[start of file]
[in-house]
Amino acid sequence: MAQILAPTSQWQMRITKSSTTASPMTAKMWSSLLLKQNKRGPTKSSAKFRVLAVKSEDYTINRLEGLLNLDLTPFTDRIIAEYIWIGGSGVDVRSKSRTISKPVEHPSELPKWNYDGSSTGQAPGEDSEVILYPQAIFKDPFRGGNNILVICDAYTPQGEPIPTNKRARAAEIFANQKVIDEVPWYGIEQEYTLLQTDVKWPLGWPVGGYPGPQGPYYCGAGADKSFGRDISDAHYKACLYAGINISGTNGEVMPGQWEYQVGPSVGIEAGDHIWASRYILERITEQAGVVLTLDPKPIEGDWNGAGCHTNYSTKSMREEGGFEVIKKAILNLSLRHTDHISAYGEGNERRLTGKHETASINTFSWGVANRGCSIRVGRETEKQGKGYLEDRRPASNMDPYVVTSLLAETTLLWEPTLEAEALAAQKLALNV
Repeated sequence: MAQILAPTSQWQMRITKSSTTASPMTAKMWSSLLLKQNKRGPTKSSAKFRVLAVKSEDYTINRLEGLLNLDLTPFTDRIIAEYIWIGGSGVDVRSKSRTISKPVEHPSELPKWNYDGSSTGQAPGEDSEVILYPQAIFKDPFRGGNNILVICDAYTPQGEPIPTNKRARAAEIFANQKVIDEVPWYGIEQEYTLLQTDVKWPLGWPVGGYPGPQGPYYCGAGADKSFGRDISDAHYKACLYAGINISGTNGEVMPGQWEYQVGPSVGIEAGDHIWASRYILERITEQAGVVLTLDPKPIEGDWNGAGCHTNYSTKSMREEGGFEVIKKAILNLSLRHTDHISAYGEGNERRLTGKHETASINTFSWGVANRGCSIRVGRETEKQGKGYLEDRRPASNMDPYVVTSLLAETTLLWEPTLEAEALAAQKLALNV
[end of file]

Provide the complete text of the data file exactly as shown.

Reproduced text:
[in-house]
Amino acid sequence: MAQILAPTSQWQMRITKSSTTASPMTAKMWSSLLLKQNKRGPTKSSAKFRVLAVKSEDYTINRLEGLLNLDLTPFTDRIIAEYIWIGGSGVDVRSKSRTISKPVEHPSELPKWNYDGSSTGQAPGEDSEVILYPQAIFKDPFRGGNNILVICDAYTPQGEPIPTNKRARAAEIFANQKVIDEVPWYGIEQEYTLLQTDVKWPLGWPVGGYPGPQGPYYCGAGADKSFGRDISDAHYKACLYAGINISGTNGEVMPGQWEYQVGPSVGIEAGDHIWASRYILERITEQAGVVLTLDPKPIEGDWNGAGCHTNYSTKSMREEGGFEVIKKAILNLSLRHTDHISAYGEGNERRLTGKHETASINTFSWGVANRGCSIRVGRETEKQGKGYLEDRRPASNMDPYVVTSLLAETTLLWEPTLEAEALAAQKLALNV
Repeated sequence: MAQILAPTSQWQMRITKSSTTASPMTAKMWSSLLLKQNKRGPTKSSAKFRVLAVKSEDYTINRLEGLLNLDLTPFTDRIIAEYIWIGGSGVDVRSKSRTISKPVEHPSELPKWNYDGSSTGQAPGEDSEVILYPQAIFKDPFRGGNNILVICDAYTPQGEPIPTNKRARAAEIFANQKVIDEVPWYGIEQEYTLLQTDVKWPLGWPVGGYPGPQGPYYCGAGADKSFGRDISDAHYKACLYAGINISGTNGEVMPGQWEYQVGPSVGIEAGDHIWASRYILERITEQAGVVLTLDPKPIEGDWNGAGCHTNYSTKSMREEGGFEVIKKAILNLSLRHTDHISAYGEGNERRLTGKHETASINTFSWGVANRGCSIRVGRETEKQGKGYLEDRRPASNMDPYVVTSLLAETTLLWEPTLEAEALAAQKLALNV